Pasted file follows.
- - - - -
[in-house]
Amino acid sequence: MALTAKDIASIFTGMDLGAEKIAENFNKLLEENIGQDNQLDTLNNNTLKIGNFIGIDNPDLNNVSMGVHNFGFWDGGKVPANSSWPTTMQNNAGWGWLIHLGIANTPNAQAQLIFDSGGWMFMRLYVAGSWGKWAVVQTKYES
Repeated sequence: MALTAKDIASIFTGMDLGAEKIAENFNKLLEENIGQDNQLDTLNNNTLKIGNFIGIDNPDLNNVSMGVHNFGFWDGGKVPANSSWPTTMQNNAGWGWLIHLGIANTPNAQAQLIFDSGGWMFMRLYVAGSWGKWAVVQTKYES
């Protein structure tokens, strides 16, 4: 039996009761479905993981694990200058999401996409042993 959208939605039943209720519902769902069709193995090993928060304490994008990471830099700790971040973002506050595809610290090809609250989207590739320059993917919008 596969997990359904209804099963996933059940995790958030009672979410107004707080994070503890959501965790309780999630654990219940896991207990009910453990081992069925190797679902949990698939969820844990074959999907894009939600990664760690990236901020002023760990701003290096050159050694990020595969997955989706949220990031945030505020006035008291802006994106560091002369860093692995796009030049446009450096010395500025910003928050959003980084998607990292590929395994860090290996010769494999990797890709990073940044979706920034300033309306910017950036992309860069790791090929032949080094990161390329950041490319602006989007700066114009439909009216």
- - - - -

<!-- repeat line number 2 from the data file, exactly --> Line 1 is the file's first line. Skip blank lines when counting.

Amino acid sequence: MALTAKDIASIFTGMDLGAEKIAENFNKLLEENIGQDNQLDTLNNNTLKIGNFIGIDNPDLNNVSMGVHNFGFWDGGKVPANSSWPTTMQNNAGWGWLIHLGIANTPNAQAQLIFDSGGWMFMRLYVAGSWGKWAVVQTKYES